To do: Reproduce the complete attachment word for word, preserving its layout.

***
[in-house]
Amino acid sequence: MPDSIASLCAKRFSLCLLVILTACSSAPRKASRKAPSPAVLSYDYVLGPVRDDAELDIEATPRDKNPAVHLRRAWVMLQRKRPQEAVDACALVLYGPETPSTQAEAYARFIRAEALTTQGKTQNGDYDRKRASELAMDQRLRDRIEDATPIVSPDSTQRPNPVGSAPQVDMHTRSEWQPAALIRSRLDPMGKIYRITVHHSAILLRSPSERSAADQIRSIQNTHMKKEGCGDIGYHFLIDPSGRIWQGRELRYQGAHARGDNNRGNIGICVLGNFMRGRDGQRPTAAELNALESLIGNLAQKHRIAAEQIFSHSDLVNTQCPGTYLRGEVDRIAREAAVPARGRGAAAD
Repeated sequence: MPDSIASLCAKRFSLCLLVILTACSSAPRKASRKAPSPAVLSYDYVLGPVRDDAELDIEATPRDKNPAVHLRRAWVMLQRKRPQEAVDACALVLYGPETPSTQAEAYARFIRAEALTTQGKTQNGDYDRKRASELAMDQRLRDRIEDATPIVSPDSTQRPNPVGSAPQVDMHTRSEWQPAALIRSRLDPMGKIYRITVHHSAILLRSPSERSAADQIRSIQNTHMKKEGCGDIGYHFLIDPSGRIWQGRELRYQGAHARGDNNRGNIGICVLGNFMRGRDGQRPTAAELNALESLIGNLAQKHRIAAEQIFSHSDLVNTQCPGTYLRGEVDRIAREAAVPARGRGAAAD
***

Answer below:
[in-house]
Amino acid sequence: MPDSIASLCAKRFSLCLLVILTACSSAPRKASRKAPSPAVLSYDYVLGPVRDDAELDIEATPRDKNPAVHLRRAWVMLQRKRPQEAVDACALVLYGPETPSTQAEAYARFIRAEALTTQGKTQNGDYDRKRASELAMDQRLRDRIEDATPIVSPDSTQRPNPVGSAPQVDMHTRSEWQPAALIRSRLDPMGKIYRITVHHSAILLRSPSERSAADQIRSIQNTHMKKEGCGDIGYHFLIDPSGRIWQGRELRYQGAHARGDNNRGNIGICVLGNFMRGRDGQRPTAAELNALESLIGNLAQKHRIAAEQIFSHSDLVNTQCPGTYLRGEVDRIAREAAVPARGRGAAAD
Repeated sequence: MPDSIASLCAKRFSLCLLVILTACSSAPRKASRKAPSPAVLSYDYVLGPVRDDAELDIEATPRDKNPAVHLRRAWVMLQRKRPQEAVDACALVLYGPETPSTQAEAYARFIRAEALTTQGKTQNGDYDRKRASELAMDQRLRDRIEDATPIVSPDSTQRPNPVGSAPQVDMHTRSEWQPAALIRSRLDPMGKIYRITVHHSAILLRSPSERSAADQIRSIQNTHMKKEGCGDIGYHFLIDPSGRIWQGRELRYQGAHARGDNNRGNIGICVLGNFMRGRDGQRPTAAELNALESLIGNLAQKHRIAAEQIFSHSDLVNTQCPGTYLRGEVDRIAREAAVPARGRGAAAD